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Deal or No Deal 

Lawmakers have learned not to trust Bobby Jindal's word, but they still fear his veto pen

One committee member after another laughingly admitted to suffering from buyer's remorse last week after approving amendments that came from the fourth floor of the State Capitol, where the governor's offices are located. It was a comedic twist for a bill that will, in all likelihood, be vetoed, if recent history is any indication. It's also a lesson in legislative politics.

  House Bill 189 by Rep. Dee Richard of Thibodaux, who has no party affiliation, is a proposal that was first floated last year, passed by both chambers of the Legislature and then axed by Gov. Bobby Jindal. It would allow state employees with at least 10 years of service who have reached the age of 50 to retire early. Richard said the program will save the state money because the positions left vacant "must be abolished; and may only be filled or re-established under severely restricted circumstances," according to the legislation. That's the section that gave Jindal heartburn in 2009.

  So when Richard returned to the House Retirement Committee with his bill this year, he offered an amendment from the administration that makes the offending provision optional. The bill had been put on hold for weeks as the administration worked toward this compromise, Richard said. "In my mind, it halfway guts the bill," he told the committee, "but it still serves a purpose for the people who want to retire early."

  Rep. Joel Robideaux of Lafayette, speaker pro tem of the House, apologized for the hold-up. "I think the administration came up with the amendments to prevent the veto from happening this time," said Robideaux, who also has no party affiliation.

  With that, the committee unanimously approved the changes.

  Then the tide started to turn during a line of questioning from Rep. Juan LaFonta, D-New Orleans. "I hope you had a witness and two notaries in the room when you cut that deal for those amendments," he said to Richard.

  "I was nowhere around," Richard responded with a laugh.

  LaFonta continued, "Because those people on the fourth floor speak with a forked tongue. I've seen a lot of people come through here saying they had the support, and then they shoot you down in the field."

  Rep. Page Cortez, R-Lafayette, was the first lawmaker to point out that the amendment created a situation where you could end up having two people in the system, whereas under the original bill there was only one. "There's no cost savings on this anymore. We need to change it back," Cortez said. "We need to be fiscally responsible."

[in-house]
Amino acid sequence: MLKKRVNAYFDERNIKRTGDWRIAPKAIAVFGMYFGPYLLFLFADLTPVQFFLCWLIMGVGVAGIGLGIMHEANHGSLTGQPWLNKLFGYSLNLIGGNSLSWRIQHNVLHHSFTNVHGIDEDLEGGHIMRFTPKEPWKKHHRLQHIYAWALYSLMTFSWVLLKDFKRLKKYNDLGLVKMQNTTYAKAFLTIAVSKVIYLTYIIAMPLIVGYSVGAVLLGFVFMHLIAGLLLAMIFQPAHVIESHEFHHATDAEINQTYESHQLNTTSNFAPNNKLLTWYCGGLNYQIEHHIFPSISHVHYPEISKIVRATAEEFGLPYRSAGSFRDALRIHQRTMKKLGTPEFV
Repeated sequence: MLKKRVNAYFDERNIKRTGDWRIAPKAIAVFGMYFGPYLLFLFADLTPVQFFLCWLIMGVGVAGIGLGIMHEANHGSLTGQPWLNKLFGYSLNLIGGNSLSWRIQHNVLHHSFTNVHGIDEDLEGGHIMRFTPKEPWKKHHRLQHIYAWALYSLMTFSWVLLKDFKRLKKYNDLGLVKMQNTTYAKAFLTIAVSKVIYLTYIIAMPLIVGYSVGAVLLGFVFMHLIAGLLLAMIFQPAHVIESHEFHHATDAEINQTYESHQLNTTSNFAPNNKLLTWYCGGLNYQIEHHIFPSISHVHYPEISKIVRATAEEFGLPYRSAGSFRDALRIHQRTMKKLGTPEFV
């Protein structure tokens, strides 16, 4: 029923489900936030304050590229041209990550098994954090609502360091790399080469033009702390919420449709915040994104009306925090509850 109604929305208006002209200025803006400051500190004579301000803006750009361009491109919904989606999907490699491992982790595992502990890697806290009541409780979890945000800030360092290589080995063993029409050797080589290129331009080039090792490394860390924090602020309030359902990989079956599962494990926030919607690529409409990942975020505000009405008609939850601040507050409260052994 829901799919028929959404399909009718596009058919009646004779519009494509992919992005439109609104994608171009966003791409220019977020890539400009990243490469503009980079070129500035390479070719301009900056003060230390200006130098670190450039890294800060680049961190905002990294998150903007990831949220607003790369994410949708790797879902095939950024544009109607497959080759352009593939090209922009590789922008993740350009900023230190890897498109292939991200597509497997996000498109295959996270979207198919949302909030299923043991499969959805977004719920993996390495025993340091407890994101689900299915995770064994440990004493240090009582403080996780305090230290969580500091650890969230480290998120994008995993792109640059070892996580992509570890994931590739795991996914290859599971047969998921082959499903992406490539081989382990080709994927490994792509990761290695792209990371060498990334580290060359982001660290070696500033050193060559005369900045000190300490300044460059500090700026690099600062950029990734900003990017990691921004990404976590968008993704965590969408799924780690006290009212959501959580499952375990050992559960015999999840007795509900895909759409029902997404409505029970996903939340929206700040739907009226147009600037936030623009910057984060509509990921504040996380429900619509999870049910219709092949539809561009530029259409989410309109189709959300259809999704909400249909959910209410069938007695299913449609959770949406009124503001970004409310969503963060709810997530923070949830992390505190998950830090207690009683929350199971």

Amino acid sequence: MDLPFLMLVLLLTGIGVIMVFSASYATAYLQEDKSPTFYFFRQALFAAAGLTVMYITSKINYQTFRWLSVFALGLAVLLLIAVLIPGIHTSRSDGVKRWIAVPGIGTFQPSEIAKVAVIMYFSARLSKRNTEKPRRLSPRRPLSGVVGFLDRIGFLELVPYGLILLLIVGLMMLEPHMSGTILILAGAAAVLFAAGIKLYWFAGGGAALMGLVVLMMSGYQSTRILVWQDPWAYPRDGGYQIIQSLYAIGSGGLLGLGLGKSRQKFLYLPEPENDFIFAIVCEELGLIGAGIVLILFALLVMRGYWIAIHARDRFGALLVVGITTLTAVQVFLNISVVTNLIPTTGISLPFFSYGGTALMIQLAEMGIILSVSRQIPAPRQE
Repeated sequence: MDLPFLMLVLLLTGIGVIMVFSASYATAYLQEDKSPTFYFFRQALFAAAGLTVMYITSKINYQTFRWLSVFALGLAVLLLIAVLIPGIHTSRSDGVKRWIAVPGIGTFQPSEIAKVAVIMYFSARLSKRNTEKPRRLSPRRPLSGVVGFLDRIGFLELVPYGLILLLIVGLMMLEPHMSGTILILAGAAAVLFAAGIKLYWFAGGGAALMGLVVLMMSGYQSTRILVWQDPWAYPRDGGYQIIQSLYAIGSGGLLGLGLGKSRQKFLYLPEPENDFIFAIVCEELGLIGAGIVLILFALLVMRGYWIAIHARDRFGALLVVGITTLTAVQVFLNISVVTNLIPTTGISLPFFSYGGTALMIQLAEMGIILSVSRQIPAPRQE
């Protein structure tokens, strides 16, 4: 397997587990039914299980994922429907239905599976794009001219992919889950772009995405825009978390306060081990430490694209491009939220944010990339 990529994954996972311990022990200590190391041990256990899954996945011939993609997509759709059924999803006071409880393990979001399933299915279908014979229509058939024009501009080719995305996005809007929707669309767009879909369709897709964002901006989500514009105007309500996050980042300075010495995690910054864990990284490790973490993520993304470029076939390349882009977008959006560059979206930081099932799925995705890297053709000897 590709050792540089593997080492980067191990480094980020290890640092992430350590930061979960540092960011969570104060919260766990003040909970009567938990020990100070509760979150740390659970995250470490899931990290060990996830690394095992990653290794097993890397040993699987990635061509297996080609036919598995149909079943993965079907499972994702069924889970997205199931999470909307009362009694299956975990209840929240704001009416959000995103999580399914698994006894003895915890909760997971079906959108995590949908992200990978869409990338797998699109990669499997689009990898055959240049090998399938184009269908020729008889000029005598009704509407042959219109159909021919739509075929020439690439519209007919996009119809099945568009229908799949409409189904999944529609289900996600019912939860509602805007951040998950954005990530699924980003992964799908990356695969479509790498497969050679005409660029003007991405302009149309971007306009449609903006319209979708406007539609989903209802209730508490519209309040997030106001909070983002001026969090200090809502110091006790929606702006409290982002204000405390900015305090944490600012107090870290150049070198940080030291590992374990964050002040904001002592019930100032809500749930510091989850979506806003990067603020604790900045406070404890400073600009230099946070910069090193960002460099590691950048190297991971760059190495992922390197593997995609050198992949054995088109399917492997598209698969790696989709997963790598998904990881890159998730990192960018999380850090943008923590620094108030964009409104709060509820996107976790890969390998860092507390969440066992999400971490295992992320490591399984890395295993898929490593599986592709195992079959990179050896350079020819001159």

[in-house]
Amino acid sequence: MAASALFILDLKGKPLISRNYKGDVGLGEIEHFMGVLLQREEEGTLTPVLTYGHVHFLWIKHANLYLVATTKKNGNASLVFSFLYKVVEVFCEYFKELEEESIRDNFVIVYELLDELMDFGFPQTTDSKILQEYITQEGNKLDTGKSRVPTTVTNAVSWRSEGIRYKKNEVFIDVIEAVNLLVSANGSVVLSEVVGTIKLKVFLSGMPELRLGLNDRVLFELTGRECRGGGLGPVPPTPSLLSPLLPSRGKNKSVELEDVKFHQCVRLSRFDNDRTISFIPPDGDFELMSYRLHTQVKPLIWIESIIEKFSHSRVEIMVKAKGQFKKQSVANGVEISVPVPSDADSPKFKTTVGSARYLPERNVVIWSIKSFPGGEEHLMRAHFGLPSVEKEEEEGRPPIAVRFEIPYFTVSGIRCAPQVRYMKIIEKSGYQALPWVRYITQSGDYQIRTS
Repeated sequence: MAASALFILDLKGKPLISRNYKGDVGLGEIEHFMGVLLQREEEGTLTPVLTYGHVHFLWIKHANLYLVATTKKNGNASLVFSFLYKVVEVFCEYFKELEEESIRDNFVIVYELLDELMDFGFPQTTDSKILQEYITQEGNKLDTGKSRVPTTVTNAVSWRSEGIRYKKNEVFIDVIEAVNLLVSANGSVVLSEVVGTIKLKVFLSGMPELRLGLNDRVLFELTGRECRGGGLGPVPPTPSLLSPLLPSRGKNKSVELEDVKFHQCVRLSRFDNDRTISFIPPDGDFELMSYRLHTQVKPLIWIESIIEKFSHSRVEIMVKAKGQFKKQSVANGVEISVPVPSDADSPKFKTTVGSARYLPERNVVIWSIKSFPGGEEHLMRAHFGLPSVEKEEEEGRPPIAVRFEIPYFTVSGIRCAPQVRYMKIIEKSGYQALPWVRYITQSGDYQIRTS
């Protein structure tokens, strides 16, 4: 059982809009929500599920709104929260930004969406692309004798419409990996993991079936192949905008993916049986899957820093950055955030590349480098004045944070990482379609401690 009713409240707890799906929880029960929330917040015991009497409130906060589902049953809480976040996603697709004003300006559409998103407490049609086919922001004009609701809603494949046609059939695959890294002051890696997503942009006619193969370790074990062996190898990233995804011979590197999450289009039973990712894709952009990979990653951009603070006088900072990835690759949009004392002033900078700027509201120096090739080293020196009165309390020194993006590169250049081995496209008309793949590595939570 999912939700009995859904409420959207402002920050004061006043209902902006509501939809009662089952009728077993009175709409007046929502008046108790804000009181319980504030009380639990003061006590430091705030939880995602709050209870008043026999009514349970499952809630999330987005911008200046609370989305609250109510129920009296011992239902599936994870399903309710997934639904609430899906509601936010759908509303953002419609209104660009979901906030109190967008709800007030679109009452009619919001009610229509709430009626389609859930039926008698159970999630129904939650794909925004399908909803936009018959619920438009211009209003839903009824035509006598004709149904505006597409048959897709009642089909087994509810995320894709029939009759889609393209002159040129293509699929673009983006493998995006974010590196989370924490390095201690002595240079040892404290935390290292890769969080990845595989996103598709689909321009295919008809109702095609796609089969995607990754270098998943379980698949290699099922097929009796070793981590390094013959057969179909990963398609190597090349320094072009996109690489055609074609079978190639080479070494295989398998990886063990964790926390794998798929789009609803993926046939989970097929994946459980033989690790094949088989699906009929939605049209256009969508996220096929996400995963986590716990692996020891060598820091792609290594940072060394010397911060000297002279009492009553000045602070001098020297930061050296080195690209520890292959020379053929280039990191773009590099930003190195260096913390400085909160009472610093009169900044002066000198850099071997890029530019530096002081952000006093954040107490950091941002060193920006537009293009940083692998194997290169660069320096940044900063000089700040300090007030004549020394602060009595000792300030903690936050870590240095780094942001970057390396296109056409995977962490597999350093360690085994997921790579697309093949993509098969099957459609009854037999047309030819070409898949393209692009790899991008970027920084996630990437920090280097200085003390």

Richard, again laughing, said, "I won't object to that."

  "I think we all liked it better that way," said Rep. J. Kevin Pearson, R-Slidell, chairman of the committee, of the original bill.

  "Me too," Richard said.

  To that, the committee erupted in clapping and even more laughter. "You can't beat them sometimes," Richard added.

  With only one member voting no, the committee removed the amendments it had minutes earlier approved. HB 189 now heads to the House floor in its original form.

  The committee's decision to buck the administration runs much deeper than a few jokes. Many lawmakers started the session skeptical of Jindal's proposed cuts to the state's workforce. With a $3 billion budget shortfall looming over the next two fiscal years, many House members want to cut more positions. Richard's bill would do that.

  The hearing also revealed how some lawmakers view working with Jindal. After exempting himself from substantive ethics reform, reversing course on a legislative pay raise, supporting taxes disguised as fees and using one-time monies to patch some budget holes, the governor has little credibility among legislators.

  Lawmakers dream of legislative independence, but they know Jindal will crush those dreams with his veto pen at every opportunity. They could muster the votes — and the guts — to override a veto, but that would be a rare display of ... legislative independence.

  Hey, that's politics, Richard told the Retirement Committee last week. In legislative terms, that means a deal is a deal until it's broken. "I'm just trying to play the game," he said with a chuckle.

Jeremy Alford can be reached at


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